How a lonely quasi-moon got a rather strange name

How a lonely quasi-moon got a rather strange name

There’s a lot of craziness going on in the universe. A planetoid named James Bond (9007), with or without license to kill. Another (38086) that astronomers have named Beowulf, after the hero of the Old English epic. Of course, among all the hustle and bustle, an Odysseus (1149) also travels through the universe on his way home. The Greek-named erratic rock must be careful because it cannot turn to fellow asteroid Mr. for travel advice. Spock (2309): who is not named after the alien commander from the TV series Star Trek but after astronomer James B. Gibson’s cat. Fortunately, there are also some laughs along the way, with the asteroids Tom Hanks (12818) and Monty Python (13681).

Yes, astronomers have to deal with all these new entities that are being discovered and mapped. Just giving a number is so boring. Couldn’t that be more imaginative? And so since 2017 there has also been an interstellar object with the Hawaiian name Oumuamua, which means ‘explorer’ or ‘messenger’. Dutch names are also present. This is how Aletta Jacobs, the first university graduate Dutch female doctor, received her own asteroid: (69231).

But an alleged ‘moon’ of the planet Venus with the evocative but incomprehensible name Zoozve?

Yet it is now there, officially baptized at the beginning of February. And this was due to a misunderstanding when putting a 2-year-old human child to bed. Science historian Latif Nasser, host of the science podcast Radio lab, was putting his son to bed last year when he finally took a good look at the poster of the universe above the child’s bed. To his horror he saw a ‘moon’ of Venus there with the name Zoozve? Had he missed something? Venus has no moons.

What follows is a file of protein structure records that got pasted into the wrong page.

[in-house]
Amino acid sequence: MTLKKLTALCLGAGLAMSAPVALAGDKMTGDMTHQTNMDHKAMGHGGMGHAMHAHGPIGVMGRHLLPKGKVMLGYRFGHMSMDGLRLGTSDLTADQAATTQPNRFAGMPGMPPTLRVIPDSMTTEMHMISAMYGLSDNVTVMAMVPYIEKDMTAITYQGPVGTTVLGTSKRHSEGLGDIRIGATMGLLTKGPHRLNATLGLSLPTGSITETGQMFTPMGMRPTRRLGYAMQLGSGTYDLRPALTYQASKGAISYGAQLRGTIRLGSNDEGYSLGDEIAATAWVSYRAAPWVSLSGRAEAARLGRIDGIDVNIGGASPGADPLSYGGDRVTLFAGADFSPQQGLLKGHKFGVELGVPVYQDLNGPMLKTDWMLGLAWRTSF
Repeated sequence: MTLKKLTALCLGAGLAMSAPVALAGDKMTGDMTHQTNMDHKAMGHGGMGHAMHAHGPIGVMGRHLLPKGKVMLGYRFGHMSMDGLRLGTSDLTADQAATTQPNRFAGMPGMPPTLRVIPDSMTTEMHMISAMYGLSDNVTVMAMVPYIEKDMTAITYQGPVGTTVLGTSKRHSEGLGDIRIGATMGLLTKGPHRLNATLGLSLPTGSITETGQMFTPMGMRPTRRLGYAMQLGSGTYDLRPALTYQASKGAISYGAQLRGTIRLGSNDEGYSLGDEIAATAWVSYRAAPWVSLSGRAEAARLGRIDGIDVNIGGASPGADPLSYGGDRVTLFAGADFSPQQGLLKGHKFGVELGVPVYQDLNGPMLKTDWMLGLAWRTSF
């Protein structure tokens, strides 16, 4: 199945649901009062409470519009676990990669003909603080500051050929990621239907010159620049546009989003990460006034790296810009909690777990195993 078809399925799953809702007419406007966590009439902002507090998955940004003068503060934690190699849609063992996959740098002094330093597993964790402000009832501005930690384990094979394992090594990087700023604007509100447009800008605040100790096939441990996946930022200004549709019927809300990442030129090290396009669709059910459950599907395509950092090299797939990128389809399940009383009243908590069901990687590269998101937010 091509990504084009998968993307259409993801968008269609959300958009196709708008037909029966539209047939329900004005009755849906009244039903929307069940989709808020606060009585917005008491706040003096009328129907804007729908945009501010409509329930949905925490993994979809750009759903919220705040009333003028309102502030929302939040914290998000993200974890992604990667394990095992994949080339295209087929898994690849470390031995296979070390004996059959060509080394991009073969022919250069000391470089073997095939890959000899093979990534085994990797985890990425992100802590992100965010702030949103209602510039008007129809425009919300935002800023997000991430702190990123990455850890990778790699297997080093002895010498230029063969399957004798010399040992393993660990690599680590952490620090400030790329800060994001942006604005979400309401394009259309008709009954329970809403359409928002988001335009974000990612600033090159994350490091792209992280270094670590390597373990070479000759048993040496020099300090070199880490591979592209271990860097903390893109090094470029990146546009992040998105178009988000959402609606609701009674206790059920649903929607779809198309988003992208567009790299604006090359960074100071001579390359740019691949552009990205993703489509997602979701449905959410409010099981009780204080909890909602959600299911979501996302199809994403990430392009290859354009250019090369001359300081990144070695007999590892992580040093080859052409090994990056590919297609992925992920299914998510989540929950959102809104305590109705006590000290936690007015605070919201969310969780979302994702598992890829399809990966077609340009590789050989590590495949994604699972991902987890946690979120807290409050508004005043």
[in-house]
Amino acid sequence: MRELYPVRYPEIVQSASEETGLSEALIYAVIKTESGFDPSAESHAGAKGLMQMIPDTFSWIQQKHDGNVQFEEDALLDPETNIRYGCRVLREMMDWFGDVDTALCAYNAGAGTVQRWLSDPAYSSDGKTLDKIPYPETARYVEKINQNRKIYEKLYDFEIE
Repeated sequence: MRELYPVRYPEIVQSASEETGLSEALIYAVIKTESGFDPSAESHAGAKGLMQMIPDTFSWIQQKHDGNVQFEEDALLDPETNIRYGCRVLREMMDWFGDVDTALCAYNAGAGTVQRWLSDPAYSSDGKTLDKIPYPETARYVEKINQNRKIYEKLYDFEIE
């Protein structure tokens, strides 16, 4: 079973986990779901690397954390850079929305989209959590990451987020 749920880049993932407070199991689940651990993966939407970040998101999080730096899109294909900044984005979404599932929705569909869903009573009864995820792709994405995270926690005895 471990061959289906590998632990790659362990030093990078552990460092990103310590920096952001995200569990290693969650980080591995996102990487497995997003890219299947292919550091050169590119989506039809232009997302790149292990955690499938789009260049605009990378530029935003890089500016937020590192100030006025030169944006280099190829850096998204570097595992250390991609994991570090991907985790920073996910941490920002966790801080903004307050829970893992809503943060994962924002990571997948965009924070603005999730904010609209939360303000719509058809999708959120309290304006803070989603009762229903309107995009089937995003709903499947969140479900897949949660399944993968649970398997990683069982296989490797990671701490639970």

Poster Alex Foster

Explanation at your fingertips

Historians of science take things seriously, so Nasser set his sights high. He contacted NASA. Indeed, he was told, Venus has no moons and no one there had heard of an asteroid Zoozve. In the meantime, the explanation was within reach. Or rather, it hung on the wall above his son’s bed. Nasser was called back by an acquaintance from NASA, who had come across a light. He must have seen it wrong in the dim light, there was no ‘Zoozve’ on that poster but ‘2002VE’. The automatically generated number once given to a quasi-moon around Venus. Quasi-moons are objects that orbit more than one planet (Earth also has a few, such as the 2023 FW13 discovered last year). It remained unclear – even the artist of the poster who tracked Nasser down did not know – why this lonely quasi-moon was shown on the poster, and many others were not.

Why not reward this happiness? Radiolab started a petition to rename the asteroid (complete: 2002VE86) Zoozve. The green light came from the International Astronomical Union, which is responsible for naming astronomical objects.

The asteroid was ‘accidentally’ given a name that appeals more to the imagination. Nasser’s son will not have lost any sleep over it.